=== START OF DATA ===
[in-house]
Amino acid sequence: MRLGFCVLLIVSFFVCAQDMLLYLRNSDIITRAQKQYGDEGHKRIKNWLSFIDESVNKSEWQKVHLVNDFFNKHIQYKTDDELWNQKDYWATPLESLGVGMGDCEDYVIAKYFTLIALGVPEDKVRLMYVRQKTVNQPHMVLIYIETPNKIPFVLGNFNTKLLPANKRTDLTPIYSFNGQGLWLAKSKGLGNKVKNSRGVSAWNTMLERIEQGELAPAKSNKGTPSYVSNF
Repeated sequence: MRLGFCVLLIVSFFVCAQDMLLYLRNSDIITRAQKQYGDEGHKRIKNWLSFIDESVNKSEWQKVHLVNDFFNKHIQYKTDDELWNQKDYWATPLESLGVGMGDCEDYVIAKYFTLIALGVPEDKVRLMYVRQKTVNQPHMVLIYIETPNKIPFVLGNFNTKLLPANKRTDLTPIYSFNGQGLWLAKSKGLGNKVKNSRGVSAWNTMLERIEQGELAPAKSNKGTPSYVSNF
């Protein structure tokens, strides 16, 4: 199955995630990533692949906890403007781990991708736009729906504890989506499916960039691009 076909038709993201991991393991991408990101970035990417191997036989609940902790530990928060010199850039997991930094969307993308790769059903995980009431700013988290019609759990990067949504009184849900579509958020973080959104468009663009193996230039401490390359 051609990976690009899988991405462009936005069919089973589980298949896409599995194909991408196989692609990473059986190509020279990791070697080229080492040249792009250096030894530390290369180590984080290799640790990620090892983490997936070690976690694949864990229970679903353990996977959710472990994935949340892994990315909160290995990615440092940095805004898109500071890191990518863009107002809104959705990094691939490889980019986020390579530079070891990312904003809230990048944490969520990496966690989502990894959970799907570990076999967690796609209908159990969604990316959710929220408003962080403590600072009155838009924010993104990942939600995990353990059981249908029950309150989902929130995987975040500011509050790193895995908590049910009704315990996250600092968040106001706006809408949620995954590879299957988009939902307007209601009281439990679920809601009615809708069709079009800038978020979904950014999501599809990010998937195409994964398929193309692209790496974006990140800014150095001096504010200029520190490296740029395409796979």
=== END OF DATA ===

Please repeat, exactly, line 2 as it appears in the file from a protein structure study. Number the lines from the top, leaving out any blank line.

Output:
Amino acid sequence: MRLGFCVLLIVSFFVCAQDMLLYLRNSDIITRAQKQYGDEGHKRIKNWLSFIDESVNKSEWQKVHLVNDFFNKHIQYKTDDELWNQKDYWATPLESLGVGMGDCEDYVIAKYFTLIALGVPEDKVRLMYVRQKTVNQPHMVLIYIETPNKIPFVLGNFNTKLLPANKRTDLTPIYSFNGQGLWLAKSKGLGNKVKNSRGVSAWNTMLERIEQGELAPAKSNKGTPSYVSNF